US Catholic Faith in Real Life

Dolan, Campbell at GOP/Dem conventions = bad idea

By Bryan Cones | Print this pagePrint |

Keeping tabs on the coverage of New York Archbishop Timothy Dolan's "benediction" at the Republican National Convention in Tampa, my initial reaction to his attendance is confirmed: What a terrible idea. It divided Catholics and made the U.S. bishops look more partisan than they already do. (See Meghan Murphy-Gill's and LIz Lefebvre earlier posts on this topic here and here.)

Now as we await Sister Simone Campbell of NETWORK's appearance at the Democratic National Convention (along with Dolan's Timmy-come-lately blessing), which NETWORK's press release describes as "an important opportunity to talk about what she has learned after decades of work for social and economic justice," I have identical feelings. 

No matter what each of these religious leaders say, their participation at an event that is by definition a partisan part of the campaign inevitably communicates endorsement. Don't think that party operators don't know this; when Dolan agreed to appear also at the Democratic convention, an anonymous Romney adviser noted, "[We] can no longer claim to be the party that got the 'pope of America' to do the benediction. . . . It neutralizes at least that part of Romney's outreach."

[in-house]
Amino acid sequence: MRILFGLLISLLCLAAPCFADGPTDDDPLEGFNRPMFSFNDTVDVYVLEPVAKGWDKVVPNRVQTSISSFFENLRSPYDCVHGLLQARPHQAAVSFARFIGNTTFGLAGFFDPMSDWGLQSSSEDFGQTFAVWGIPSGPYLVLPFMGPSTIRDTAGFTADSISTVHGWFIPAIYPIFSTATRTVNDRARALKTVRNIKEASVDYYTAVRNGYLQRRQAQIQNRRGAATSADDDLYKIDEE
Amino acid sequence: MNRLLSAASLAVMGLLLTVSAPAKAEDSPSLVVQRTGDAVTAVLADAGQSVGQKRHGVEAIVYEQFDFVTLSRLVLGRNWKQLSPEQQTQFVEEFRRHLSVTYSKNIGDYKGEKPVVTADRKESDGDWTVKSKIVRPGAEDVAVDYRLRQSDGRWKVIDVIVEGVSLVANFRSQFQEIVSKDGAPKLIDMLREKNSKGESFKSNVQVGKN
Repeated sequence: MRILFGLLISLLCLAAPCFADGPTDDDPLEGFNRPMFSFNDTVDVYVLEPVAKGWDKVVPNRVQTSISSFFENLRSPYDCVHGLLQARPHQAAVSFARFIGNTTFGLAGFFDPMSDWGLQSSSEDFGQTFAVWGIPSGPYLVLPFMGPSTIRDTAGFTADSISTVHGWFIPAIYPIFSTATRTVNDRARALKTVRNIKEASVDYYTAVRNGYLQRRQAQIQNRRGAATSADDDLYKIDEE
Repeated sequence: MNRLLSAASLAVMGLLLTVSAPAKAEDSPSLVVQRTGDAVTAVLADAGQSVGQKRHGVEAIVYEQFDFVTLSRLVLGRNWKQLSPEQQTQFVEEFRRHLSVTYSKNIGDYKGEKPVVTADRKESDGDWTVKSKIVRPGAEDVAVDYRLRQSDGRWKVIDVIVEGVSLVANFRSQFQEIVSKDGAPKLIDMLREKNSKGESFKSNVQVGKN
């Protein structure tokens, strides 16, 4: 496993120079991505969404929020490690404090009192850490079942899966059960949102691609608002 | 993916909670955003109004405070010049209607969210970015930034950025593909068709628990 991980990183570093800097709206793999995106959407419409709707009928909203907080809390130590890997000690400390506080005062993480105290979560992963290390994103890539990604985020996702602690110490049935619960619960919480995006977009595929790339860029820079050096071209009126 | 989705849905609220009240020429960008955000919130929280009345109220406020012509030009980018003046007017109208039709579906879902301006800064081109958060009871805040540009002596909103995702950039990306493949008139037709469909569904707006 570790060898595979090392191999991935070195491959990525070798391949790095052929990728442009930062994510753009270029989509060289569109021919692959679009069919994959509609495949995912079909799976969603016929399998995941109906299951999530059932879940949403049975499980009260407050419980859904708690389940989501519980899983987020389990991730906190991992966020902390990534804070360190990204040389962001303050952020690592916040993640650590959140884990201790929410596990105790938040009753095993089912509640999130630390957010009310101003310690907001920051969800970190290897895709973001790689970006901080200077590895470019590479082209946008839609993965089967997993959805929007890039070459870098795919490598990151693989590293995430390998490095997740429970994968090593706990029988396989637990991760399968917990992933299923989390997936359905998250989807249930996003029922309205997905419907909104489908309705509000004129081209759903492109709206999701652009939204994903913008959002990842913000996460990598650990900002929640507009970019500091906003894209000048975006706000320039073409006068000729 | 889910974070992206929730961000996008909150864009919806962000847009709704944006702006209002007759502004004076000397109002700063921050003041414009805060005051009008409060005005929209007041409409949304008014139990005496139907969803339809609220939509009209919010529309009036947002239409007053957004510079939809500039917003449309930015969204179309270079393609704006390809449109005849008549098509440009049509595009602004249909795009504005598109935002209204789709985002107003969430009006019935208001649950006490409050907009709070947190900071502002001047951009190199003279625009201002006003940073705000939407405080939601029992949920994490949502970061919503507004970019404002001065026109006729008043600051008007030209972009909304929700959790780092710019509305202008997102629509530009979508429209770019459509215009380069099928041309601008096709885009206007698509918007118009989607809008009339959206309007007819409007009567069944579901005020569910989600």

Get it? Dolan and Campbell are being used, and the Catholic witness to the gospel is going to be diminished rather than enhanced by this participation. Sister Simone doesn't need an appearance in Charlotte to promote Catholic social teaching; she did that well with NETWORK's Nuns on the Bus tour. Dolan doesn't need a bigger bully pulpit--by the way, he is not the "pope of America," just the bishop of a single big diocese, thank you very much--especially since he can make his voice heard in The New York Times with a phone call.

It would be far better to for figures such as Dolan and Campbell to stay outside these gatherings, literally on the margins, to best represent the failures of both parties: a health care law that completely excludes immigrants without U.S. documentation; a continuing campaign of drone warfare that inevitably kills the innocent with the guilty; a proposed budget that would cut $810 billion from Medicaid over 10 years.

The Catholic community is already divided along party lines; now our two parties--neither of which embodies Catholic teaching in any meaningful way--have found a marvelous way to exploit that division. We should not fall into their self-serving trap.